Coffee shops are popular businesses - there seems to be one in every corner and if there is a corner free, why not start one there yourself? How difficult can it be to brew some coffee? Plenty difficult, in fact, but it is also true that many coffee shops are incredibly successful. Below you will find some tips for starting and running a successful coffee shop.
Know Your Market
There is the old saying: “Don’t throw pearls at swine” and it means you shouldn’t give nice things, or offer your time and care, to people who do not appreciate it. Likewise, in business you should target your products to your market - pigs for example would probably prefer if you throw them some food to munch on.
If you are opening a coffee shop in an upscale area that is pretty saturated already you have to a) have as high standards as the other coffee shops b) either keep much lower prices or have a unique concept that makes you stand out, like exotic flavors.
If, on the other hand, you are setting up shop in an area that only has workmen cafes and the quality of the coffee is appalling, but the price tag cheap, you need a different approach. Chances are people here aren’t as willing to part with their money - prices need to be reasonable. They will surely appreciate a really good cup of coffee, but you can’t price yourself out of the market. Also, you might want to provide a new level of luxury, but you can’t scare people off by making it look so fancy they feel out of sorts. In the upscale area people have likely been exposed to all sorts of foods and drink from all corners of the world, but in the lower segment of the market, this isn’t necessarily the case. You can slowly introduce new flavors, but don’t make things too complicated to start off with.
Also, if you are in an area where people are extremely eco and health conscious you have to adjust your products to that - organic, Fairtrade, healthy and sustainable is what you are looking to sell.
There is another saying: “there is no bad weather, only bad clothing.” Likewise, there is no bad market, only badly made products and services for that market.
Location for a coffee shop is essential - people won’t want to go out of their way to get their coffee. They need caffeine and they need it now. It’s not an expensive product, like a TV, where you set time aside to go buy it. No, coffee is something that is part of your everyday routine, or a treat when you go to town, or are out shopping. So make sure you find a location where people would normally pass by.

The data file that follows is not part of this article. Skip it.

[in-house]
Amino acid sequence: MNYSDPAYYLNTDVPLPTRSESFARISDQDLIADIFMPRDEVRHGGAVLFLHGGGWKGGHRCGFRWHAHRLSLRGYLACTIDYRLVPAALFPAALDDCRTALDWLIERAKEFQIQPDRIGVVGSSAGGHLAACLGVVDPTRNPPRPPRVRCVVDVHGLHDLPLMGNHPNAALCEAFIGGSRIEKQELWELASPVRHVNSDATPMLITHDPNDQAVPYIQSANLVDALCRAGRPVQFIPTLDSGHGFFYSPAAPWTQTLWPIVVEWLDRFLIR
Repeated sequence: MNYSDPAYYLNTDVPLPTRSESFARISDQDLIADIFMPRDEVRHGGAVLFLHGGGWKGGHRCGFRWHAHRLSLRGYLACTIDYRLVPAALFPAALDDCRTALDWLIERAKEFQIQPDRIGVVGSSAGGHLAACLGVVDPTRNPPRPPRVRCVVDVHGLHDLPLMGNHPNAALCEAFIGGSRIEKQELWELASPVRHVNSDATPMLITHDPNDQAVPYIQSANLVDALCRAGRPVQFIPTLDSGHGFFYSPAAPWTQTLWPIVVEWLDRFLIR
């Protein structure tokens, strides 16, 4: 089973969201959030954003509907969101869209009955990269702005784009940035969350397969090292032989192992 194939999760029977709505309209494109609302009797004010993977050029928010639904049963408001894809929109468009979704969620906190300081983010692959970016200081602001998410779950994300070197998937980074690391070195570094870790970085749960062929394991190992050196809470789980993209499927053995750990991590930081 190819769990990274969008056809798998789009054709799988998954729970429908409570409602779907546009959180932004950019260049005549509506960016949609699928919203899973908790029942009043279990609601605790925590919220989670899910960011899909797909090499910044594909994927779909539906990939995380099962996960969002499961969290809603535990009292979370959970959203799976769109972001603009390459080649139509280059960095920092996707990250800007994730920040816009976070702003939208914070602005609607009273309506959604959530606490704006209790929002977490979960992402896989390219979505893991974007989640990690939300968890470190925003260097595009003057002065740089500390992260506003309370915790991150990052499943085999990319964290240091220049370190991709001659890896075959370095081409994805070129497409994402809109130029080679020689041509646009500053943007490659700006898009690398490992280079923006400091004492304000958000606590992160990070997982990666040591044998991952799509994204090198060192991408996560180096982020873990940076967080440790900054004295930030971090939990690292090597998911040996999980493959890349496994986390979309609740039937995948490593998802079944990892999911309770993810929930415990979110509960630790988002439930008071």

If you are targeting the early morning commuter it makes sense to have a drive by location somewhere these commuters pass by and where it would be easy and convenient to stop for a coffee. If, on the other hand, you are targeting the same commuter after they step out of their car, it makes sense to have it near their offices - as near as possible. In an area filled with offices you want to be the most easy coffee shop to get to, where they can quickly get their coffee. This also means you might need extra staff during early morning rush hour.
If you are offering a lot of lunch items, rush hour will be around lunch time and you might need tables for people to sit by and therefore find a location that enables this. That depends though - have a look at Pret A Manger - most of their locations to start off with offered little or no seating and they were still very, very popular, but then they had their target clear: they were selling sandwiches, whether for breakfast or lunch and that’s what they were pushing. Not for people to come in to relax and have a coffee.
If you are in an office area and the only people likely to drop by are office workers, there will be less people who drop by to read a magazine, work on their laptops, or sit and read a book, so you need less tables. In a town center, on the other hand, these are the very people you are targeting (together with, of course, the employees of nearby businesses and shops) and you will need tables to catch them.